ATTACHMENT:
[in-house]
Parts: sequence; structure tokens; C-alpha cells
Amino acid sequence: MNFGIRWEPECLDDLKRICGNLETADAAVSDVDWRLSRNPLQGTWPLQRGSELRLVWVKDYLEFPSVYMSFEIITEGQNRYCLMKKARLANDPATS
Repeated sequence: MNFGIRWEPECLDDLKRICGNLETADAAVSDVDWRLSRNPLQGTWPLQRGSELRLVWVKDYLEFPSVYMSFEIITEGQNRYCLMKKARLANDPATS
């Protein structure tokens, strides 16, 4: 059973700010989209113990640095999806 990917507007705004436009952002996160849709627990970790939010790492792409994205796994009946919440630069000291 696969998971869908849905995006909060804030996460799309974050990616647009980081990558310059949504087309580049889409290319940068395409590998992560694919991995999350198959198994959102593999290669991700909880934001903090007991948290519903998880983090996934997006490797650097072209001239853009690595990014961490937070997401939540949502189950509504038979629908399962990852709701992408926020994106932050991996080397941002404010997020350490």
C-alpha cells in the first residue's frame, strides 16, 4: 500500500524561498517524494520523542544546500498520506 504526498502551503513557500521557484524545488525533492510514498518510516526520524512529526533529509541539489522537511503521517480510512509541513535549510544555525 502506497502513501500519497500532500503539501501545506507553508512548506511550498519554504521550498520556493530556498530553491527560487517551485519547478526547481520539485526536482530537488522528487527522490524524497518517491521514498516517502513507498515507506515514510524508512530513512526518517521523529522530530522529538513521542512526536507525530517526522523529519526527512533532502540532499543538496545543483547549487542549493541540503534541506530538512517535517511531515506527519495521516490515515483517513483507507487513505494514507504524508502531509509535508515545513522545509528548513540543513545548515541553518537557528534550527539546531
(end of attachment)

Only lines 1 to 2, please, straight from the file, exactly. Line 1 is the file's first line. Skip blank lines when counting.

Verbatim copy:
[in-house]
Parts: sequence; structure tokens; C-alpha cells